News Release 08-052
Emission Reduction Assumptions for Carbon Dioxide Overly Optimistic, Study Says
April 2, 2008
This material is available primarily for archival purposes. Telephone numbers or other contact information may be out of date; please see current contact information at media contacts.
Reducing global emissions of carbon dioxide (CO2) over the coming century will be more challenging than society has been led to believe, according to a research commentary appearing this week in the journal Nature.
The authors, from the University of Colorado at Boulder, the National Center for Atmospheric Research (NCAR) in Boulder, and McGill University in Montreal, said the technological challenges of reducing CO2 emissions have been significantly underestimated by the Intergovernmental Panel on Climate Change (IPCC).
The study concludes the IPCC is overly optimistic in assuming that, even without action by policymakers, new technologies that will result in dramatic reductions in the growth of future emissions will be developed and implemented.
Titled "Dangerous Assumptions," the Nature commentary is co-authored by scientists Roger Pielke, Jr., of CU-Boulder, Tom Wigley of NCAR and economist Christopher Green of McGill University.
"This welcome commentary is an indication that the science policy discussions have shifted from 'is there global warming?' to 'how does society respond?'" said Cliff Jacobs of the National Science Foundation (NSF)'s Division of Atmospheric Sciences, which funds NCAR.
"In the end, there is no question whether technological innovation is necessary--it is," write the authors. "The question is, to what degree should policy focus explicitly on motivating such innovation?"
"The IPCC plays a risky game in assuming that business-as-usual advances in technological innovation will carry most of the burden of achieving future emissions reductions, rather than focusing on those conditions that are necessary and sufficient for those innovations to occur."
Recent changes in "carbon intensity"--CO2 emissions per unit of energy consumed--already are higher than those predicted by the IPCC because of rapid economic development, says lead author Pielke. In Asia, for instance, the demands of more energy-intensive economies are being met with conventional fossil-fuel technologies, a process expected to continue there for decades and eventually move into Africa.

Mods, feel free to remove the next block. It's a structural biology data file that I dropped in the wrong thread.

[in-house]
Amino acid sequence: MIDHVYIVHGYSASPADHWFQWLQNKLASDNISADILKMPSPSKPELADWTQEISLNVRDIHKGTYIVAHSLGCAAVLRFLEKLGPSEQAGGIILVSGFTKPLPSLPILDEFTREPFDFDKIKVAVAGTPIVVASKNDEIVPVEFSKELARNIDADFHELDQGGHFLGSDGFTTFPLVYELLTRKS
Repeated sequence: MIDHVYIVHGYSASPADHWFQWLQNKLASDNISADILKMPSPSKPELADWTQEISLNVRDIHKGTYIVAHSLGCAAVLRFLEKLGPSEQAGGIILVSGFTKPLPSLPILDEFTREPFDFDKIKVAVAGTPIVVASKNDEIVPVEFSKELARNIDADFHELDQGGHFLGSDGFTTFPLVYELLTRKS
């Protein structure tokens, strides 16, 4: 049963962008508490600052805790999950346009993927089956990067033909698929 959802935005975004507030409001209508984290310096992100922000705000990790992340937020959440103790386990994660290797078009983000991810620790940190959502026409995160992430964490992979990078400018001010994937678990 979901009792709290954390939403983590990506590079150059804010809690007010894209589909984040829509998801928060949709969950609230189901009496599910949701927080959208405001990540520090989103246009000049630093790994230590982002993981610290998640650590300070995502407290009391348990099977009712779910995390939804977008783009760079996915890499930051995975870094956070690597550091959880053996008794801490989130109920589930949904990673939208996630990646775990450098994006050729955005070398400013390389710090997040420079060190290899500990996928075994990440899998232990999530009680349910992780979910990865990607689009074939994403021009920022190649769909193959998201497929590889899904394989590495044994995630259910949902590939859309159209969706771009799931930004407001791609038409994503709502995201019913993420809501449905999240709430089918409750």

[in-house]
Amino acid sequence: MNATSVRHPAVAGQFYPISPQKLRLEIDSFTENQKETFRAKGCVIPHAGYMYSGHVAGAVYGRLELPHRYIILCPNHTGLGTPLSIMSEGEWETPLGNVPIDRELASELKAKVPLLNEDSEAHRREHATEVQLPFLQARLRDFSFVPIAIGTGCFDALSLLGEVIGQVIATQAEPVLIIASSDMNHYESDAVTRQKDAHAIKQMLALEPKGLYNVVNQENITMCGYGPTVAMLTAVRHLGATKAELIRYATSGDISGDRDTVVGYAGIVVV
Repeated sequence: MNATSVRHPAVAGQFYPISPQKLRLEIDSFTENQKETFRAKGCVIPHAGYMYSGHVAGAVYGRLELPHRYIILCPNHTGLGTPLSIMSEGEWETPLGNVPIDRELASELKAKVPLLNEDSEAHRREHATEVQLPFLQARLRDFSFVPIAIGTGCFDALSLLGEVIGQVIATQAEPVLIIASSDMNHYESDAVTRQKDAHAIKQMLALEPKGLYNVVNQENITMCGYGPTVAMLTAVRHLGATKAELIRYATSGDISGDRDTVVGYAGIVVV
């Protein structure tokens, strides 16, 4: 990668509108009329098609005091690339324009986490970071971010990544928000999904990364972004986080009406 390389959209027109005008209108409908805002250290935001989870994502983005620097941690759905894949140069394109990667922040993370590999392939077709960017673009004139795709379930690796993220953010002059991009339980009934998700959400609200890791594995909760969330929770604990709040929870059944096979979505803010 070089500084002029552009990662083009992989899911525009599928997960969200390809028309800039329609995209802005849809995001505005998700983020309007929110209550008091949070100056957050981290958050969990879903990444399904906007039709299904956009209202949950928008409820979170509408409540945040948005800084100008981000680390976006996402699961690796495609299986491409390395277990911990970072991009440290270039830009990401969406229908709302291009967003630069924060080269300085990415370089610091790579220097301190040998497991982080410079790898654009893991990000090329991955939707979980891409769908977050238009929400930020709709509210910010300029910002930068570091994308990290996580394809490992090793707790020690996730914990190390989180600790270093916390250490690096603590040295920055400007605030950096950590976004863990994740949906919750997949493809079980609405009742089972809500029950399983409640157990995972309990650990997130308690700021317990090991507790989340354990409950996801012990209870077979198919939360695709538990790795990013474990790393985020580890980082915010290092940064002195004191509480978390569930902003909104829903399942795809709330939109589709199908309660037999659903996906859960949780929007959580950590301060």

Atmospheric CO2 levels are currently about 390 parts per million. A commonly cited goal is to stabilize concentrations at roughly 500 parts per million or less.
Because technical innovation is ongoing, the IPCC authors assume that most of the needed reductions will occur automatically. According to calculations by the Nature authors, the IPCC assumes that 57 to 96 percent of the total carbon removed from the energy supply will occur automatically through such routine technological progress.
The reason for the IPCC's underestimate of carbon intensity changes lies partly in the way the IPCC emissions scenarios partition future emissions changes into those that will occur spontaneously and those that are policy-driven, say the scientists.
This partitioning underestimates the full magnitude of the technology challenge associated with stabilizing the amount of carbon dioxide in the atmosphere.
"According to the IPCC report, the majority of the emission reductions required to stabilize CO2 concentrations are assumed to occur automatically," says Pielke. "Not only is this reduction unlikely to happen under current policies, but we are moving in the opposite direction right now. We believe these kinds of assumptions in the analysis blind us to reality and could potentially distort our ability to develop effective policies."
Stabilization of atmospheric concentrations of CO2 and other greenhouse gases was the primary objective of the 1992 United Nations Framework Convention on Climate Change approved by almost all countries, including the United States, notes Wigley.
"Stabilization is a more daunting challenge than many realize and requires a radical 'decarbonization' of energy systems," says Wigley. "Global energy demand is projected to grow rapidly, and these huge new demands must be met by largely carbon-neutral energy sources--sources that either do not use fossil fuels or that capture and store any emitted CO2."
Unlike the IPCC authors, who built in assumptions about future "spontaneous" technological innovations, the Nature commentary authors began with a set of "frozen technology" scenarios as baselines--scenarios in which energy technologies are assumed to stay at present levels. "With a frozen technology approach, the full scope of the carbon-neutral technology challenge is placed into clear view," says Green.
The National Science Foundation (NSF) is an independent federal agency that supports fundamental research and education across all fields of science and engineering. In fiscal year (FY) 2017, its budget is $7.5 billion. NSF funds reach all 50 states through grants to nearly 2,000 colleges, universities and other institutions. Each year, NSF receives more than 48,000 competitive proposals for funding and makes about 12,000 new funding awards.
Useful NSF Web Sites:
NSF Home Page: https://www.nsf.gov
NSF News: https://www.nsf.gov/news/
For the News Media: https://www.nsf.gov/news/newsroom.jsp
Science and Engineering Statistics: https://www.nsf.gov/statistics/
Awards Searches: https://www.nsf.gov/awardsearch/